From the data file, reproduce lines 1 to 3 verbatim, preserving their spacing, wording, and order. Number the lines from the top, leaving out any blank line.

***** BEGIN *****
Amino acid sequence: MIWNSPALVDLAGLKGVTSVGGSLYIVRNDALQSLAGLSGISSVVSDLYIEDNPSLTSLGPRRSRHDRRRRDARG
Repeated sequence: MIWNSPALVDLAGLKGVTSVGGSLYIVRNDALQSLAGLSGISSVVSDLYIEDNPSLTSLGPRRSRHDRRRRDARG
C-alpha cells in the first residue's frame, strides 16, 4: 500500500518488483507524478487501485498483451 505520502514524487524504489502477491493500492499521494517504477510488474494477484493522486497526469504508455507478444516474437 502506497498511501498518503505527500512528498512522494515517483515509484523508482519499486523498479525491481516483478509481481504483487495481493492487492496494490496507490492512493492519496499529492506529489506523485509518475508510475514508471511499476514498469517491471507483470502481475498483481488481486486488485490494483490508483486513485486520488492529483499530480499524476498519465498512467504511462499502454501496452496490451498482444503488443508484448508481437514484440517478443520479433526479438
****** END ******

Amino acid sequence: MIWNSPALVDLAGLKGVTSVGGSLYIVRNDALQSLAGLSGISSVVSDLYIEDNPSLTSLGPRRSRHDRRRRDARG
Repeated sequence: MIWNSPALVDLAGLKGVTSVGGSLYIVRNDALQSLAGLSGISSVVSDLYIEDNPSLTSLGPRRSRHDRRRRDARG
C-alpha cells in the first residue's frame, strides 16, 4: 500500500518488483507524478487501485498483451 505520502514524487524504489502477491493500492499521494517504477510488474494477484493522486497526469504508455507478444516474437 502506497498511501498518503505527500512528498512522494515517483515509484523508482519499486523498479525491481516483478509481481504483487495481493492487492496494490496507490492512493492519496499529492506529489506523485509518475508510475514508471511499476514498469517491471507483470502481475498483481488481486486488485490494483490508483486513485486520488492529483499530480499524476498519465498512467504511462499502454501496452496490451498482444503488443508484448508481437514484440517478443520479433526479438